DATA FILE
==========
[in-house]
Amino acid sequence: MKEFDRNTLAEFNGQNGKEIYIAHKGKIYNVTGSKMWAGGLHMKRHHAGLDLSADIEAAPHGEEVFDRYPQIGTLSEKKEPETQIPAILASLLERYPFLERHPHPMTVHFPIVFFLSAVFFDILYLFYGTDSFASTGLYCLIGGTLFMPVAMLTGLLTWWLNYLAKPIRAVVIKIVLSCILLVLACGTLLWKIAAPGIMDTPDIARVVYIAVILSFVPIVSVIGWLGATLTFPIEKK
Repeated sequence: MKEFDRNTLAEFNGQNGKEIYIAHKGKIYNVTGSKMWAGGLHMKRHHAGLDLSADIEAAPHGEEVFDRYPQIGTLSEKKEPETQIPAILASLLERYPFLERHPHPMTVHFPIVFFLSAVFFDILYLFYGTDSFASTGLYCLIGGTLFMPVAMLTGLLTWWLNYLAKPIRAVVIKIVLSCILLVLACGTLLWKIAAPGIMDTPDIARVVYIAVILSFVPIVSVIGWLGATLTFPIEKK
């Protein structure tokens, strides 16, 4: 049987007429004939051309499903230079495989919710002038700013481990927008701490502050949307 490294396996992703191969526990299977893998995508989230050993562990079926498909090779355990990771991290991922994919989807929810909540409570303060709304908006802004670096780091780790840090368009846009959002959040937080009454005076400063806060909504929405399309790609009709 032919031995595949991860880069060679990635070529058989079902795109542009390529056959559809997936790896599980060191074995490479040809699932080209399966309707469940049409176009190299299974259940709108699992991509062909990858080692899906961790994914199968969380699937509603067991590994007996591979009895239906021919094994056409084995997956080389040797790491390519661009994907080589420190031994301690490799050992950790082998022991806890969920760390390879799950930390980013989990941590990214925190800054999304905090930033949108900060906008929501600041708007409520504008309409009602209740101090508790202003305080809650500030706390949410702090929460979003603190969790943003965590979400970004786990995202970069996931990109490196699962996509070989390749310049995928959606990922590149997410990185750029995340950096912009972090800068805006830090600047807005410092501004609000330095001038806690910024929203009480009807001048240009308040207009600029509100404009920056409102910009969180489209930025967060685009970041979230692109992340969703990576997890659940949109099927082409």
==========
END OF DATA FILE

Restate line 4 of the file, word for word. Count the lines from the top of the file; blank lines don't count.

């Protein structure tokens, strides 16, 4: 049987007429004939051309499903230079495989919710002038700013481990927008701490502050949307 490294396996992703191969526990299977893998995508989230050993562990079926498909090779355990990771991290991922994919989807929810909540409570303060709304908006802004670096780091780790840090368009846009959002959040937080009454005076400063806060909504929405399309790609009709 032919031995595949991860880069060679990635070529058989079902795109542009390529056959559809997936790896599980060191074995490479040809699932080209399966309707469940049409176009190299299974259940709108699992991509062909990858080692899906961790994914199968969380699937509603067991590994007996591979009895239906021919094994056409084995997956080389040797790491390519661009994907080589420190031994301690490799050992950790082998022991806890969920760390390879799950930390980013989990941590990214925190800054999304905090930033949108900060906008929501600041708007409520504008309409009602209740101090508790202003305080809650500030706390949410702090929460979003603190969790943003965590979400970004786990995202970069996931990109490196699962996509070989390749310049995928959606990922590149997410990185750029995340950096912009972090800068805006830090600047807005410092501004609000330095001038806690910024929203009480009807001048240009308040207009600029509100404009920056409102910009969180489209930025967060685009970041979230692109992340969703990576997890659940949109099927082409």